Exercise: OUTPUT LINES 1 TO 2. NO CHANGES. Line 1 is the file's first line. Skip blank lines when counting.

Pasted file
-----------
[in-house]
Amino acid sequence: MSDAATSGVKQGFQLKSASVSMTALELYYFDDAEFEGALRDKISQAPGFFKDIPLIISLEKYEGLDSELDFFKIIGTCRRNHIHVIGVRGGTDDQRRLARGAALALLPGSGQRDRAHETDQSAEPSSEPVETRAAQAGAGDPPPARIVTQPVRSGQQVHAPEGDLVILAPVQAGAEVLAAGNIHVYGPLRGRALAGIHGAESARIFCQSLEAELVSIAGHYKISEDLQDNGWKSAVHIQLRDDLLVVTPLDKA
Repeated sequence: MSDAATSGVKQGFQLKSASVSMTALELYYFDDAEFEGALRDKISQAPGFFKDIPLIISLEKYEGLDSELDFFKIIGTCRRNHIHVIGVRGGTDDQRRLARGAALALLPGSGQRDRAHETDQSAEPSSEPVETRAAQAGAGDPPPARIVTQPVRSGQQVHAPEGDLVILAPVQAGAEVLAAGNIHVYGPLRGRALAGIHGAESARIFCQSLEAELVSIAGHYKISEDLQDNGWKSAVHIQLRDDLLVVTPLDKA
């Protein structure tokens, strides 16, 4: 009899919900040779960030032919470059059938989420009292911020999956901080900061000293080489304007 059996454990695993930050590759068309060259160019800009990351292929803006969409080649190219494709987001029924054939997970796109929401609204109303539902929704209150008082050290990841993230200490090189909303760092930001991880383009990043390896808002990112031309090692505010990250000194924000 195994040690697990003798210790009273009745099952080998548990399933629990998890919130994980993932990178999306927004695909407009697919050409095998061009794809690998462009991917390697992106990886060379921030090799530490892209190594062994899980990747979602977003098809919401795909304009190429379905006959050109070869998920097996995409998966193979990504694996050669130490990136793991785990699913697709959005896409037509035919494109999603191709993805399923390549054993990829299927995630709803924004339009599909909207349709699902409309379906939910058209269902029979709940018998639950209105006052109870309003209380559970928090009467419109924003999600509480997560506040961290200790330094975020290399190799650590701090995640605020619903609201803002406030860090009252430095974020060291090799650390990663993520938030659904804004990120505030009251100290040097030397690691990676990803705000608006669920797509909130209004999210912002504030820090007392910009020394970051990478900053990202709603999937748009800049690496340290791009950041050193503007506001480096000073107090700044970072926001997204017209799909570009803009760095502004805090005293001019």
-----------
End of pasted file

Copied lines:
[in-house]
Amino acid sequence: MSDAATSGVKQGFQLKSASVSMTALELYYFDDAEFEGALRDKISQAPGFFKDIPLIISLEKYEGLDSELDFFKIIGTCRRNHIHVIGVRGGTDDQRRLARGAALALLPGSGQRDRAHETDQSAEPSSEPVETRAAQAGAGDPPPARIVTQPVRSGQQVHAPEGDLVILAPVQAGAEVLAAGNIHVYGPLRGRALAGIHGAESARIFCQSLEAELVSIAGHYKISEDLQDNGWKSAVHIQLRDDLLVVTPLDKA